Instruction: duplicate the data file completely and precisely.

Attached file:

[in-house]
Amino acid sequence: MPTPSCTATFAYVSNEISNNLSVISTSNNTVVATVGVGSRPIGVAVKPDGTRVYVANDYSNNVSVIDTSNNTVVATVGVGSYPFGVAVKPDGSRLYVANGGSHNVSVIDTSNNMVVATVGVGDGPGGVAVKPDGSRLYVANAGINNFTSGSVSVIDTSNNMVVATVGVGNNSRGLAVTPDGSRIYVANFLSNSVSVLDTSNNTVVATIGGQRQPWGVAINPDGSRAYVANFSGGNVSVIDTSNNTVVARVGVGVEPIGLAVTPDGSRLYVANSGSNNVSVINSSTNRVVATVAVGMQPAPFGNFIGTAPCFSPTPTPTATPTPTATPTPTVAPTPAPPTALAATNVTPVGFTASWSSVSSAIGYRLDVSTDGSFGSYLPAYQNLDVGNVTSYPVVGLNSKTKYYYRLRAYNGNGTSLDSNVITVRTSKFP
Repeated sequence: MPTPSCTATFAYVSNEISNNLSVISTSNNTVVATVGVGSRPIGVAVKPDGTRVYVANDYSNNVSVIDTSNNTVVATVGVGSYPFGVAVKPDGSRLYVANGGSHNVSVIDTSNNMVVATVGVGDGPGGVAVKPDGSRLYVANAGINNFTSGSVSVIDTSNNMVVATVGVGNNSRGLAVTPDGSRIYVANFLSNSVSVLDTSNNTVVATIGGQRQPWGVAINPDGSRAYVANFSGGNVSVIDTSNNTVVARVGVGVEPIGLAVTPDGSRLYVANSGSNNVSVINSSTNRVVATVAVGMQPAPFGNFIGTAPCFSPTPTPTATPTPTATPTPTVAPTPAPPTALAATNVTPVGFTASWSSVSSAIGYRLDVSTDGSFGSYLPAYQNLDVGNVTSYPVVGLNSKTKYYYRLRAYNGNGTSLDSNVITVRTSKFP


[in-house]
Amino acid sequence: MPTPSCTATFAYVSNEISNNLSVISTSNNTVVATVGVGSRPIGVAVKPDGTRVYVANDYSNNVSVIDTSNNTVVATVGVGSYPFGVAVKPDGSRLYVANGGSHNVSVIDTSNNMVVATVGVGDGPGGVAVKPDGSRLYVANAGINNFTSGSVSVIDTSNNMVVATVGVGNNSRGLAVTPDGSRIYVANFLSNSVSVLDTSNNTVVATIGGQRQPWGVAINPDGSRAYVANFSGGNVSVIDTSNNTVVARVGVGVEPIGLAVTPDGSRLYVANSGSNNVSVINSSTNRVVATVAVGMQPAPFGNFIGTAPCFSPTPTPTATPTPTATPTPTVAPTPAPPTALAATNVTPVGFTASWSSVSSAIGYRLDVSTDGSFGSYLPAYQNLDVGNVTSYPVVGLNSKTKYYYRLRAYNGNGTSLDSNVITVRTSKFP
Repeated sequence: MPTPSCTATFAYVSNEISNNLSVISTSNNTVVATVGVGSRPIGVAVKPDGTRVYVANDYSNNVSVIDTSNNTVVATVGVGSYPFGVAVKPDGSRLYVANGGSHNVSVIDTSNNMVVATVGVGDGPGGVAVKPDGSRLYVANAGINNFTSGSVSVIDTSNNMVVATVGVGNNSRGLAVTPDGSRIYVANFLSNSVSVLDTSNNTVVATIGGQRQPWGVAINPDGSRAYVANFSGGNVSVIDTSNNTVVARVGVGVEPIGLAVTPDGSRLYVANSGSNNVSVINSSTNRVVATVAVGMQPAPFGNFIGTAPCFSPTPTPTATPTPTATPTPTVAPTPAPPTALAATNVTPVGFTASWSSVSSAIGYRLDVSTDGSFGSYLPAYQNLDVGNVTSYPVVGLNSKTKYYYRLRAYNGNGTSLDSNVITVRTSKFP